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An Assessment of ACRA’s Annual Filing Requirements for Singapore Companies

Last modified: April 19, 2018
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Annual-Filing-RequirementsThe key mantra to run a peaceful business in Singapore is abiding the statutory compliance of the regulatory bodies like ACRA (Accounting & Corporate Regulatory Authority). As per the ACRA, every private limited company must comply with the annual filing requirements and this is applicable for both active and inactive companies. Or else, ACRA filing penalty will be imposed to the defaulters.

By and large, every Singapore company must be well acquainted with the on-going statutory requirements of the regulatory bodies. Alternatively, the companies are better off with the assistance of ACRA filing agent such as SBS consulting. This blog will highlight the details of annual filing requirements covering ACRA filing deadline, fees, and other core factors so that your company never fail to comply.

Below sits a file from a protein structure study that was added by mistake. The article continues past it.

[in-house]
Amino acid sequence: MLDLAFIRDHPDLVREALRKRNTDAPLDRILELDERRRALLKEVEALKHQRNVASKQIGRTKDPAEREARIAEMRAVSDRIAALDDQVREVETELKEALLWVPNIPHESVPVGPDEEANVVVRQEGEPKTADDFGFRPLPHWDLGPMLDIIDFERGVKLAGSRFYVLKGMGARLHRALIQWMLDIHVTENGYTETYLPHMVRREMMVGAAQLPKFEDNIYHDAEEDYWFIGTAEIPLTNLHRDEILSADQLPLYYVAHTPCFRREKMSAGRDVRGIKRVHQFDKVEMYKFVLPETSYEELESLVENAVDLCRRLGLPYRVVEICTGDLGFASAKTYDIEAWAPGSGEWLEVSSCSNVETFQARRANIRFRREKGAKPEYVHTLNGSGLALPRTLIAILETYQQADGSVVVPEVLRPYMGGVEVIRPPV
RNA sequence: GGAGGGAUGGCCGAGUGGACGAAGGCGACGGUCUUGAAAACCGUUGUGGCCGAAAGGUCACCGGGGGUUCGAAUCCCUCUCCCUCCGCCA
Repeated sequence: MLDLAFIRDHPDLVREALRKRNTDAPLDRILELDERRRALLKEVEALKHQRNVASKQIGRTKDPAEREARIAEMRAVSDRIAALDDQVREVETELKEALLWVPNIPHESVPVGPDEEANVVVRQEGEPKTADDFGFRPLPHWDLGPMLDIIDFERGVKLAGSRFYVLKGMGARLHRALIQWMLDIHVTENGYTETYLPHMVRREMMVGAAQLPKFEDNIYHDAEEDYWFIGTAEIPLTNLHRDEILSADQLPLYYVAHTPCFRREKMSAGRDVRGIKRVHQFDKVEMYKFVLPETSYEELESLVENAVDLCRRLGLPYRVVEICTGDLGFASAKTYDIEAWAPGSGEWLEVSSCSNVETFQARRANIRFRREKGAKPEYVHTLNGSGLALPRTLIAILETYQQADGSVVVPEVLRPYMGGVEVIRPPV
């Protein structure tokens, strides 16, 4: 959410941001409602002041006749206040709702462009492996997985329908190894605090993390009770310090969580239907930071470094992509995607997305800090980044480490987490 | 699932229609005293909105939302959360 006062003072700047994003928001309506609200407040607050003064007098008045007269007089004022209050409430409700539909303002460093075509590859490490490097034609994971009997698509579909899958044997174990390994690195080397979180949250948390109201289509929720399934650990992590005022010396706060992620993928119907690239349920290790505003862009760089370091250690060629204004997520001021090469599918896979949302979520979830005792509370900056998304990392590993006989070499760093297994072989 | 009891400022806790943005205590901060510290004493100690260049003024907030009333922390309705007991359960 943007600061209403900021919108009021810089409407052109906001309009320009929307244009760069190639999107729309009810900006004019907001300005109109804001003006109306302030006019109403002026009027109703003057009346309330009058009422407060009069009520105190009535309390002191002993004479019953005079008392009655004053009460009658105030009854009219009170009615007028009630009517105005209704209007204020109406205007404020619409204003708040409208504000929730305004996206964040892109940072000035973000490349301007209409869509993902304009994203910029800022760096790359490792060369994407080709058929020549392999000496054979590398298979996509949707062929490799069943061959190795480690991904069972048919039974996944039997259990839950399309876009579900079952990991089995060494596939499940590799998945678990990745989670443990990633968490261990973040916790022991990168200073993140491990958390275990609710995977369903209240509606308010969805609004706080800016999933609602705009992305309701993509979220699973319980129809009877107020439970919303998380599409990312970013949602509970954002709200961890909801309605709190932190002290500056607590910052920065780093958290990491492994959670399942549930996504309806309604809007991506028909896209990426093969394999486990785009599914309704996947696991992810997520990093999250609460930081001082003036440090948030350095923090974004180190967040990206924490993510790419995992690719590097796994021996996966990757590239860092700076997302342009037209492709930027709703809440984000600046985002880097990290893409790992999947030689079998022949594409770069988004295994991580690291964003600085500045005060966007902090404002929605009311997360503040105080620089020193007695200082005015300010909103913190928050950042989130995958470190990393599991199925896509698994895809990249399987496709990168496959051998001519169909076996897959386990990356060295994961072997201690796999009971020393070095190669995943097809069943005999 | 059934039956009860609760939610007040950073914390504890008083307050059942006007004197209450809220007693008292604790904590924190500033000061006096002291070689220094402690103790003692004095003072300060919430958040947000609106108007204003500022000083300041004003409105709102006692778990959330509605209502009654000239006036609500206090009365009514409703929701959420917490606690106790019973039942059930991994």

Annual General Meeting (AGM)

Under Section 175 of the Singapore Companies Act, a company needs to hold its Annual General Meeting (AGM) every financial year and present the financial statements to the shareholders. Regarding the interval between two AGMs, it should not be more than 15 months. It is worth noting that a newly incorporated company must hold its AGM within 18 months from its date of incorporation.

If a company fails to follow the suit, fines and penalty would be imposed. Subsequently, summon may also be issued against the company directors for not adhering to the law put forth by the ACRA. However, you can ask for an extension of time to hold the AGM on behalf of the company.